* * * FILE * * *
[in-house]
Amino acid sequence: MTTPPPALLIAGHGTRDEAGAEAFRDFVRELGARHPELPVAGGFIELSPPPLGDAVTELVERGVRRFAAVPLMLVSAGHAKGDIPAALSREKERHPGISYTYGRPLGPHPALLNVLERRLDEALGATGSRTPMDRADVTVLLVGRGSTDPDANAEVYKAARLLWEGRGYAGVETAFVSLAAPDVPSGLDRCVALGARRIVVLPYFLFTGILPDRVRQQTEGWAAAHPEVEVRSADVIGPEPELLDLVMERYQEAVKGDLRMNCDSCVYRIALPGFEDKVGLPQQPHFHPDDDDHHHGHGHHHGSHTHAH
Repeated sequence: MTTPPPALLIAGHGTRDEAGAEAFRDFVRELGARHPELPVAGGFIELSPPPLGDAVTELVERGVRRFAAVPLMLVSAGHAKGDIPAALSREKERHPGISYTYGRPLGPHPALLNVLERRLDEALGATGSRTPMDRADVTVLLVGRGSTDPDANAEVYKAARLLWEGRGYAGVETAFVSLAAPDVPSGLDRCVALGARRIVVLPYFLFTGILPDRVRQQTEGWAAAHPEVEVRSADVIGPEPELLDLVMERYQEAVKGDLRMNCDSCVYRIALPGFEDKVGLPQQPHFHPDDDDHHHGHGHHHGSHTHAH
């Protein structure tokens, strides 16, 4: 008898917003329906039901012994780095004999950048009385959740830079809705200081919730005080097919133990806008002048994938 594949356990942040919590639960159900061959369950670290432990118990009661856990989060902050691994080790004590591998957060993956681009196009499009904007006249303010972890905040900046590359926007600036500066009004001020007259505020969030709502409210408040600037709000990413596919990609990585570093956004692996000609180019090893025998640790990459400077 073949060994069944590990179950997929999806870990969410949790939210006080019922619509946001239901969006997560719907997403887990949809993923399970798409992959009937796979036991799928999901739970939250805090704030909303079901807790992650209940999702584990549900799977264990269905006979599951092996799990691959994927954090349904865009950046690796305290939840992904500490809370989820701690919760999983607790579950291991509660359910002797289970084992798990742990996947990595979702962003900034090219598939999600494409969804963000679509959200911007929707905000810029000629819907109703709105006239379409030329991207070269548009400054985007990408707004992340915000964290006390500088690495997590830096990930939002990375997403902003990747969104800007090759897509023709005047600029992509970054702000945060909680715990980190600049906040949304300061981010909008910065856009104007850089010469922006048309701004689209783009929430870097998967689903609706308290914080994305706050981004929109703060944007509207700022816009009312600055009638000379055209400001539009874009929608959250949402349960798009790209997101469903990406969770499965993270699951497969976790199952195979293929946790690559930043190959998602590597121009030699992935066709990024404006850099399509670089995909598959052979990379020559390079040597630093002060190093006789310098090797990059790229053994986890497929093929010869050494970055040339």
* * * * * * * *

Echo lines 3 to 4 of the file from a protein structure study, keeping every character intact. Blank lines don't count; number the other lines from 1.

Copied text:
Repeated sequence: MTTPPPALLIAGHGTRDEAGAEAFRDFVRELGARHPELPVAGGFIELSPPPLGDAVTELVERGVRRFAAVPLMLVSAGHAKGDIPAALSREKERHPGISYTYGRPLGPHPALLNVLERRLDEALGATGSRTPMDRADVTVLLVGRGSTDPDANAEVYKAARLLWEGRGYAGVETAFVSLAAPDVPSGLDRCVALGARRIVVLPYFLFTGILPDRVRQQTEGWAAAHPEVEVRSADVIGPEPELLDLVMERYQEAVKGDLRMNCDSCVYRIALPGFEDKVGLPQQPHFHPDDDDHHHGHGHHHGSHTHAH
């Protein structure tokens, strides 16, 4: 008898917003329906039901012994780095004999950048009385959740830079809705200081919730005080097919133990806008002048994938 594949356990942040919590639960159900061959369950670290432990118990009661856990989060902050691994080790004590591998957060993956681009196009499009904007006249303010972890905040900046590359926007600036500066009004001020007259505020969030709502409210408040600037709000990413596919990609990585570093956004692996000609180019090893025998640790990459400077 073949060994069944590990179950997929999806870990969410949790939210006080019922619509946001239901969006997560719907997403887990949809993923399970798409992959009937796979036991799928999901739970939250805090704030909303079901807790992650209940999702584990549900799977264990269905006979599951092996799990691959994927954090349904865009950046690796305290939840992904500490809370989820701690919760999983607790579950291991509660359910002797289970084992798990742990996947990595979702962003900034090219598939999600494409969804963000679509959200911007929707905000810029000629819907109703709105006239379409030329991207070269548009400054985007990408707004992340915000964290006390500088690495997590830096990930939002990375997403902003990747969104800007090759897509023709005047600029992509970054702000945060909680715990980190600049906040949304300061981010909008910065856009104007850089010469922006048309701004689209783009929430870097998967689903609706308290914080994305706050981004929109703060944007509207700022816009009312600055009638000379055209400001539009874009929608959250949402349960798009790209997101469903990406969770499965993270699951497969976790199952195979293929946790690559930043190959998602590597121009030699992935066709990024404006850099399509670089995909598959052979990379020559390079040597630093002060190093006789310098090797990059790229053994986890497929093929010869050494970055040339």